What does peace taste like? (Hint: Lamb is a good guess!)

Why would Public Radio of Armenia do a report on a culinary team based in Israel?

This photo offers a good clue.

Chef Sarkis Yacoubian, proudly hoisting the red-blue-orange flag of Armenia, is one of four culinary masters who have formed Taste of Peace.

The idea is intriguing as well as mouth-watering: Each of the four represents a different culinary tradition, but all have common elements. Sort of like us humans: different in so many ways, yet very much alike.

Yacoubian, a chef-instructor from Jaffa, makes clear on the team’s blog site that his Armenian identity informs his mission of peace.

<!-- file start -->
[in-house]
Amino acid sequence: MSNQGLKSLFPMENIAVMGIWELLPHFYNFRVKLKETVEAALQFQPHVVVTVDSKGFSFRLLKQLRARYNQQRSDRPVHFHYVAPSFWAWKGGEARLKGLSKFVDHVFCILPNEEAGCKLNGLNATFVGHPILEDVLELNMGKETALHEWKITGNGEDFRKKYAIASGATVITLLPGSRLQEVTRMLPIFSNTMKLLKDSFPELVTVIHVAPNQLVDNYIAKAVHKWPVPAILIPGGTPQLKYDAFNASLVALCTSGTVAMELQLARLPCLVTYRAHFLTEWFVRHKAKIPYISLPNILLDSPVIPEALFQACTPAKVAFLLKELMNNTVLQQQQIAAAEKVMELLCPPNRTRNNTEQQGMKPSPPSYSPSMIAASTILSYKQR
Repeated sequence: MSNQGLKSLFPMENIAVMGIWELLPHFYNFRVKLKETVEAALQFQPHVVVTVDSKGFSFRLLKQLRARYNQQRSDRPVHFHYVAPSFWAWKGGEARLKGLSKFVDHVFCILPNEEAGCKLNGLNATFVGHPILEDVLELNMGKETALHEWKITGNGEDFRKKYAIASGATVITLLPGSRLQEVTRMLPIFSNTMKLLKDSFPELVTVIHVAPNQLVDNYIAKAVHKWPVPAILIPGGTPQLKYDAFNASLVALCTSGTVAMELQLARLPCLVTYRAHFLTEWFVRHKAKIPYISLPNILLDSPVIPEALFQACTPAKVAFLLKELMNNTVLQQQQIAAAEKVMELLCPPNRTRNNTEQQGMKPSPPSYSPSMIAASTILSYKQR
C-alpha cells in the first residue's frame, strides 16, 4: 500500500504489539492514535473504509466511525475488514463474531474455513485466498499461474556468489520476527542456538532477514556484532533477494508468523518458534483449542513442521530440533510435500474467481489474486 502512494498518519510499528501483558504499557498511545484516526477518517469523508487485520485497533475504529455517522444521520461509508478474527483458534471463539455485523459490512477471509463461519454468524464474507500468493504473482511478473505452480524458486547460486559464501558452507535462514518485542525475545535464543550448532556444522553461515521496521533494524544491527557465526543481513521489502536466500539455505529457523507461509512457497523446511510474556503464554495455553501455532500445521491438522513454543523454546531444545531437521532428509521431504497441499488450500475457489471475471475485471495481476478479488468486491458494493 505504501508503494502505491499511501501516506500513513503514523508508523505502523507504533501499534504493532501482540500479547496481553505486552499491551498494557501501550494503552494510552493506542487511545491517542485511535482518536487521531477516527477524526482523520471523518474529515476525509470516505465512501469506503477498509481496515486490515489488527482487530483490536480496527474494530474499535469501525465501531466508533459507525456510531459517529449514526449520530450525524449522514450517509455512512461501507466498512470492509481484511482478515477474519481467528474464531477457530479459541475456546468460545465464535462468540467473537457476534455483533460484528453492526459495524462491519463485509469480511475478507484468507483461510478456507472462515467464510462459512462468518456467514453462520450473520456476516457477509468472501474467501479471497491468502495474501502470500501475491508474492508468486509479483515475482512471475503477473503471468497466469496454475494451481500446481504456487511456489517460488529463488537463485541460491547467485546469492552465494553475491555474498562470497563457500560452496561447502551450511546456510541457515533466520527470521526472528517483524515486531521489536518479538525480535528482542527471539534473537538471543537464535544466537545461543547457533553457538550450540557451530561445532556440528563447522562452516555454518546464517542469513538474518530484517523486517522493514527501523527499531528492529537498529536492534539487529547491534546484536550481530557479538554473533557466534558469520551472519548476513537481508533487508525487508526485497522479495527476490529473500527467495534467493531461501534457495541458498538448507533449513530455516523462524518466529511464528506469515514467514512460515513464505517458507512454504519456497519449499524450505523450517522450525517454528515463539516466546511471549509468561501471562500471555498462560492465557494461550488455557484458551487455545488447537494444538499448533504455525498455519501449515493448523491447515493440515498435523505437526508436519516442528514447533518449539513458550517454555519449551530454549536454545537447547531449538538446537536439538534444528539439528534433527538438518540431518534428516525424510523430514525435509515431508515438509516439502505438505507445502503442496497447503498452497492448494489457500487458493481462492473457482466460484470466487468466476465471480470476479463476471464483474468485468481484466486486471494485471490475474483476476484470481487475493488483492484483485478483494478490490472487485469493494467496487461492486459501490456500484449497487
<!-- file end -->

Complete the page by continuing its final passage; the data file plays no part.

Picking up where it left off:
“My family had to flee their homeland in order to survive and it is because they were able to escape the terrors that awaited them in their village and were able to come to the Middle East that I am here today.

“Because of the bloody and unresolved heritage, which  I share with all Armenians, and because of the life which I have led amongst Palestinians and Israelis in this land, I am fully aware of the consequences such harsh antagonisms have on the human spirit…

“Thinking, knowing and believing that living in peace may be the easiest thing to achieve, I embarked on my mission to gather an elite group of people from both nations who will be able to prove that peace is a handshake away.”

Other team members are Charlie Fadida, the Jewish executive chef at the Sheraton Tel Aviv; Arab Christian Johnny Goric, executive chef at the Intercontinental Resort in Jericho; and Muslim Arab Imad Shourbaji, Fadida’s sous chef.

It’s clear these fellows can cook: They won three gold medals at an international competition in Luxembourg in November.

Can they prove that nothing breaks down barriers and brings people together like food?

Let’s hope so.

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